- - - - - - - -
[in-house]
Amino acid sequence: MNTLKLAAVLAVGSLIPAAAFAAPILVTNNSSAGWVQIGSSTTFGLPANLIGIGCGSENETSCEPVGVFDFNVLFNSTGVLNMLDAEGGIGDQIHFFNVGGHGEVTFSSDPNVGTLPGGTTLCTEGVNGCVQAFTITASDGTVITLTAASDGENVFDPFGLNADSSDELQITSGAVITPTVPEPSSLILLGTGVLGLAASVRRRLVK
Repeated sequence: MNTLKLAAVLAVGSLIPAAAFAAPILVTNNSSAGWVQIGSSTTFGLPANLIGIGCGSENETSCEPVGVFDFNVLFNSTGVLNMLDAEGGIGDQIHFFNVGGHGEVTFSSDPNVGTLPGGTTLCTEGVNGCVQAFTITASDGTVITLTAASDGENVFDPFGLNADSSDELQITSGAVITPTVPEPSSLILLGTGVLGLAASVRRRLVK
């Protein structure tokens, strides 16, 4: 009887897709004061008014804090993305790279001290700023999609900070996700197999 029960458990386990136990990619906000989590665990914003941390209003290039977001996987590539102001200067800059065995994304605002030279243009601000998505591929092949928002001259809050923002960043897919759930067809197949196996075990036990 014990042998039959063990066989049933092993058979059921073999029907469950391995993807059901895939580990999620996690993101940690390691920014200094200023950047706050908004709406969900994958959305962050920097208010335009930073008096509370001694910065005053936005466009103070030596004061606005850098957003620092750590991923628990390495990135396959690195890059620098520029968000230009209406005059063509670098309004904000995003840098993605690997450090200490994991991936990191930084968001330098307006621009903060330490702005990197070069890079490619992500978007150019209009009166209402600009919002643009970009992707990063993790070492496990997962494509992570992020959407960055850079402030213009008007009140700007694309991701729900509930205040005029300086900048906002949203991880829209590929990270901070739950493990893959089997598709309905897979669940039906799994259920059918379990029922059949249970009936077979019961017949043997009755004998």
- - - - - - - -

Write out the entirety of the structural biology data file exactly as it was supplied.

[in-house]
Amino acid sequence: MNTLKLAAVLAVGSLIPAAAFAAPILVTNNSSAGWVQIGSSTTFGLPANLIGIGCGSENETSCEPVGVFDFNVLFNSTGVLNMLDAEGGIGDQIHFFNVGGHGEVTFSSDPNVGTLPGGTTLCTEGVNGCVQAFTITASDGTVITLTAASDGENVFDPFGLNADSSDELQITSGAVITPTVPEPSSLILLGTGVLGLAASVRRRLVK
Repeated sequence: MNTLKLAAVLAVGSLIPAAAFAAPILVTNNSSAGWVQIGSSTTFGLPANLIGIGCGSENETSCEPVGVFDFNVLFNSTGVLNMLDAEGGIGDQIHFFNVGGHGEVTFSSDPNVGTLPGGTTLCTEGVNGCVQAFTITASDGTVITLTAASDGENVFDPFGLNADSSDELQITSGAVITPTVPEPSSLILLGTGVLGLAASVRRRLVK
């Protein structure tokens, strides 16, 4: 009887897709004061008014804090993305790279001290700023999609900070996700197999 029960458990386990136990990619906000989590665990914003941390209003290039977001996987590539102001200067800059065995994304605002030279243009601000998505591929092949928002001259809050923002960043897919759930067809197949196996075990036990 014990042998039959063990066989049933092993058979059921073999029907469950391995993807059901895939580990999620996690993101940690390691920014200094200023950047706050908004709406969900994958959305962050920097208010335009930073008096509370001694910065005053936005466009103070030596004061606005850098957003620092750590991923628990390495990135396959690195890059620098520029968000230009209406005059063509670098309004904000995003840098993605690997450090200490994991991936990191930084968001330098307006621009903060330490702005990197070069890079490619992500978007150019209009009166209402600009919002643009970009992707990063993790070492496990997962494509992570992020959407960055850079402030213009008007009140700007694309991701729900509930205040005029300086900048906002949203991880829209590929990270901070739950493990893959089997598709309905897979669940039906799994259920059918379990029922059949249970009936077979019961017949043997009755004998």